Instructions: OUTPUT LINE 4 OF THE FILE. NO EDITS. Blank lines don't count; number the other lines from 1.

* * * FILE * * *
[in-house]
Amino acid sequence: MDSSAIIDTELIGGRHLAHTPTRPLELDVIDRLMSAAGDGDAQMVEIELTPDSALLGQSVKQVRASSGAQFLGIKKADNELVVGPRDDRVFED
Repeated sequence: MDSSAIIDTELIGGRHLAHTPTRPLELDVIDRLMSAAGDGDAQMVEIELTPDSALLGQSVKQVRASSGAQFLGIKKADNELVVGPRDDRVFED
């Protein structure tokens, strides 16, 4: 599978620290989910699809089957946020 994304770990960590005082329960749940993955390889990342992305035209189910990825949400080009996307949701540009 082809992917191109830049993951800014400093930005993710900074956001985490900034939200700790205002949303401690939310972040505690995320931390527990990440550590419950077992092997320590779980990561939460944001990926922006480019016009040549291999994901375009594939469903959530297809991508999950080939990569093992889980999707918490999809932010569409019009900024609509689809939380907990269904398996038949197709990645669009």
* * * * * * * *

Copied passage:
């Protein structure tokens, strides 16, 4: 599978620290989910699809089957946020 994304770990960590005082329960749940993955390889990342992305035209189910990825949400080009996307949701540009 082809992917191109830049993951800014400093930005993710900074956001985490900034939200700790205002949303401690939310972040505690995320931390527990990440550590419950077992092997320590779980990561939460944001990926922006480019016009040549291999994901375009594939469903959530297809991508999950080939990569093992889980999707918490999809932010569409019009900024609509689809939380907990269904398996038949197709990645669009």